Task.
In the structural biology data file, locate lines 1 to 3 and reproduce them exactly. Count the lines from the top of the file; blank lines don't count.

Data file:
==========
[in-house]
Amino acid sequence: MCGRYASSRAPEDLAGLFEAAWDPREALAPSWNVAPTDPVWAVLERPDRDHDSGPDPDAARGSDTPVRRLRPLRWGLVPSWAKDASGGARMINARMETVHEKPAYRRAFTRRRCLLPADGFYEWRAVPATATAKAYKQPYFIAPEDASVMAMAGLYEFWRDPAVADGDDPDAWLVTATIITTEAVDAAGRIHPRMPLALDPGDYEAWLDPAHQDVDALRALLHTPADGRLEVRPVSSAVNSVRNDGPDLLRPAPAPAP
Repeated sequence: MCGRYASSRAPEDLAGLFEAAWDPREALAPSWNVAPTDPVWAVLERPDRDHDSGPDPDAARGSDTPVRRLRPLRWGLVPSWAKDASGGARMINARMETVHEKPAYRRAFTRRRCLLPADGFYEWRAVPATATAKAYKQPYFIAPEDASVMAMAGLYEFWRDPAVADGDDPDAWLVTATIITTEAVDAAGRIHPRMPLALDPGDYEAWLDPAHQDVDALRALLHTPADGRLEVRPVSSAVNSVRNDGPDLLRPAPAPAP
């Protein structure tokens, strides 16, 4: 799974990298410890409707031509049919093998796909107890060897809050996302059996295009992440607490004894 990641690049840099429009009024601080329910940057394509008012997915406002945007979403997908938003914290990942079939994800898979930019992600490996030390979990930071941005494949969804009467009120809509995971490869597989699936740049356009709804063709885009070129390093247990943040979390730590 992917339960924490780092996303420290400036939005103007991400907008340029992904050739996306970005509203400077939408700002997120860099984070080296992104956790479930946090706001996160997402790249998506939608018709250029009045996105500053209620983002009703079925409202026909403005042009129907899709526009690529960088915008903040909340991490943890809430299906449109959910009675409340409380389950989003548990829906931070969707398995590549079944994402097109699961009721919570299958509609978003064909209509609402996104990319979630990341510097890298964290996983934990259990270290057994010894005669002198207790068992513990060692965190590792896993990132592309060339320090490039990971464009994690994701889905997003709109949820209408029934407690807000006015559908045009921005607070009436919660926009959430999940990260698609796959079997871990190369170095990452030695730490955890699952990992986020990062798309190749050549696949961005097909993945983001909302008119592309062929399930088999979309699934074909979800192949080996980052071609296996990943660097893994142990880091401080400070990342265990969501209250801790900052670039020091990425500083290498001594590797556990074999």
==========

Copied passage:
[in-house]
Amino acid sequence: MCGRYASSRAPEDLAGLFEAAWDPREALAPSWNVAPTDPVWAVLERPDRDHDSGPDPDAARGSDTPVRRLRPLRWGLVPSWAKDASGGARMINARMETVHEKPAYRRAFTRRRCLLPADGFYEWRAVPATATAKAYKQPYFIAPEDASVMAMAGLYEFWRDPAVADGDDPDAWLVTATIITTEAVDAAGRIHPRMPLALDPGDYEAWLDPAHQDVDALRALLHTPADGRLEVRPVSSAVNSVRNDGPDLLRPAPAPAP
Repeated sequence: MCGRYASSRAPEDLAGLFEAAWDPREALAPSWNVAPTDPVWAVLERPDRDHDSGPDPDAARGSDTPVRRLRPLRWGLVPSWAKDASGGARMINARMETVHEKPAYRRAFTRRRCLLPADGFYEWRAVPATATAKAYKQPYFIAPEDASVMAMAGLYEFWRDPAVADGDDPDAWLVTATIITTEAVDAAGRIHPRMPLALDPGDYEAWLDPAHQDVDALRALLHTPADGRLEVRPVSSAVNSVRNDGPDLLRPAPAPAP